Cults Myths and Legends of Ancient Sicily
3.9 Poseidon (Neptune) 

Bronze statue depicting Poseidon, known as "of Capo Artemisio", XNUMXth century. BC Athens, National Archaeological Museum

Origins of the Myth

Identified with the Roman Neptune, Poseidon belongs, according to Greek mythology, to the caste of the Olympic gods.

Son of Sale need Cronos, is brother of Zeus need Pluto, with whom he shares the dominion of the earth. Zeus is considered the master of the sky, Pluto the master of the underworld and Poseidon the master of the sea. It can trigger thunderstorms and even earthquakes that it causes by hammering the seabed with its trident and is often represented armed with a trident, a weapon used by tuna fishermen. Tuna is, in fact, one of its attributes.

It is often seen represented on a cart pulled by horses, sometimes replaced by monstrous animals, half men and half snakes and the cart is surrounded by fish, dolphins and marine creatures of all kinds.

Neptune on the chariot pulled by seahorses. Mosaic, XNUMXrd cent. d. C., from the villa of the Uadi Blibane.
(Sousse, Tunisia, Archaeological Museum).

The figure of Poseidon is linked to that of the horse, for this reason it can be hypothesized that perhaps it was not originally a sea god; in fact, before him, Oceano and Nereus were considered sea divinities. He is therefore also considered the lord of horses and is credited with the invention of horse racing. Other elements link it to horses. The sea, of which he is the lord, is, in fact, populated by beings with equine features: just think of the half-horse and half-fish seahorses; one of the many sons of Poseidon is the horse Arion had from a relationship with Demeter. What characterized the myth of Poseidon is the large number of loves and children attributed to him; however, unlike the sons of Zeus who were considered benevolent heroes, his sons, as well as those of Ares, were evil and evil. Among his innumerable offspring, they are to be remembered: the cyclops Polyphemus who was blinded by Ulysses, the giant Chrysaore, the brigand Sciron killed by Teseo, the hunter Orione and the children they had from Alia of Rhodes who tried to rape their mother and which Poseidon, with a blow of his trident, made the earth swallow.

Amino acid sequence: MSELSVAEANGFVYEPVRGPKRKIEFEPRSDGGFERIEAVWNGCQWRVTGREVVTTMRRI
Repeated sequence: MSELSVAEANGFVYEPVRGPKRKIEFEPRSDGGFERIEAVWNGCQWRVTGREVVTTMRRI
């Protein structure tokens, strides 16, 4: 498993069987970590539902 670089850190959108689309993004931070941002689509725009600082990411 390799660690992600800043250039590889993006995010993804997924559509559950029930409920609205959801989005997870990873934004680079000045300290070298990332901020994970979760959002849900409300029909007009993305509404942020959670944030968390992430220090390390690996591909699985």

The myth in Sicily

 The cult of the god of the sea could certainly not be missing in a place surrounded by the sea like Sicily. Here he is considered the father of Trinaco, the oldest king of Sicily, but also of the king Siculo. The legendary people of the Laestrygonians, which would have populated Sicily in the most remote times, is considered his descendant.

There are traces of the cult of Poseidon a SIRACUSA, Selinunte e Messina; in the latter city, according to what was narrated by Diodorus Siculus (lib. IV.85), a temple in his honor would have been erected by his son Orione.

The discovery of coins depicting the divinity would attest to the presence of the cult also in other Sicilian cities such as Catania, Tindari, Palermo e Lipari [1].


[1] Ciaceri Emanuele: Cults and Myths of Ancient Sicily. p.186.

- Louvre Museum - Paris

Ignazio Caloggero


Cults Myths and Legends of Ancient Sicily by Ignazio Caloggero

Poseidon - Neptune



Share / Share